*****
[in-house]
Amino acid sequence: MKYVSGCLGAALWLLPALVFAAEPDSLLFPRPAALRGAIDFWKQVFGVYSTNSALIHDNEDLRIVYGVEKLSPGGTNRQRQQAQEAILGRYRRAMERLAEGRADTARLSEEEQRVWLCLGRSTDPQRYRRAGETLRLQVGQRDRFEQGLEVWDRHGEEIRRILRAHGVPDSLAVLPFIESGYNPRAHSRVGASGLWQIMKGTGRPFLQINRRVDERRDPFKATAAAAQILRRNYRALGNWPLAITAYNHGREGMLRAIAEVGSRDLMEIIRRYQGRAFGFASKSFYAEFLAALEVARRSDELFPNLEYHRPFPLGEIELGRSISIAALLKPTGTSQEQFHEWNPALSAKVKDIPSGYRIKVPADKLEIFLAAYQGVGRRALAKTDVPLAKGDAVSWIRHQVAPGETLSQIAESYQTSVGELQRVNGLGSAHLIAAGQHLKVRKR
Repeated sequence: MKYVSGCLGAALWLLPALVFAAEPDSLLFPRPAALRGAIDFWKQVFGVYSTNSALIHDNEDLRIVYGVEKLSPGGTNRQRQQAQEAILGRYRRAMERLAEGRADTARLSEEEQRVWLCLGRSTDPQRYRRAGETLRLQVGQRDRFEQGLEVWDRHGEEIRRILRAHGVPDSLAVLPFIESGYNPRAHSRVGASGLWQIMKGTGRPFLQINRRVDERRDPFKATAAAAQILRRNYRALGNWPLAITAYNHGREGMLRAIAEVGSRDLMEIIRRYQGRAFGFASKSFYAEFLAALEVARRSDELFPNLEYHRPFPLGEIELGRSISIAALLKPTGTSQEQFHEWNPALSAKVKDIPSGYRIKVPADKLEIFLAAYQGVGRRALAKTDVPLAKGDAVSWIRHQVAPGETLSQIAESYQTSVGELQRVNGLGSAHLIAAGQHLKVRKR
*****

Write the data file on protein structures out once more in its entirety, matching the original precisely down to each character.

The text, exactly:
[in-house]
Amino acid sequence: MKYVSGCLGAALWLLPALVFAAEPDSLLFPRPAALRGAIDFWKQVFGVYSTNSALIHDNEDLRIVYGVEKLSPGGTNRQRQQAQEAILGRYRRAMERLAEGRADTARLSEEEQRVWLCLGRSTDPQRYRRAGETLRLQVGQRDRFEQGLEVWDRHGEEIRRILRAHGVPDSLAVLPFIESGYNPRAHSRVGASGLWQIMKGTGRPFLQINRRVDERRDPFKATAAAAQILRRNYRALGNWPLAITAYNHGREGMLRAIAEVGSRDLMEIIRRYQGRAFGFASKSFYAEFLAALEVARRSDELFPNLEYHRPFPLGEIELGRSISIAALLKPTGTSQEQFHEWNPALSAKVKDIPSGYRIKVPADKLEIFLAAYQGVGRRALAKTDVPLAKGDAVSWIRHQVAPGETLSQIAESYQTSVGELQRVNGLGSAHLIAAGQHLKVRKR
Repeated sequence: MKYVSGCLGAALWLLPALVFAAEPDSLLFPRPAALRGAIDFWKQVFGVYSTNSALIHDNEDLRIVYGVEKLSPGGTNRQRQQAQEAILGRYRRAMERLAEGRADTARLSEEEQRVWLCLGRSTDPQRYRRAGETLRLQVGQRDRFEQGLEVWDRHGEEIRRILRAHGVPDSLAVLPFIESGYNPRAHSRVGASGLWQIMKGTGRPFLQINRRVDERRDPFKATAAAAQILRRNYRALGNWPLAITAYNHGREGMLRAIAEVGSRDLMEIIRRYQGRAFGFASKSFYAEFLAALEVARRSDELFPNLEYHRPFPLGEIELGRSISIAALLKPTGTSQEQFHEWNPALSAKVKDIPSGYRIKVPADKLEIFLAAYQGVGRRALAKTDVPLAKGDAVSWIRHQVAPGETLSQIAESYQTSVGELQRVNGLGSAHLIAAGQHLKVRKR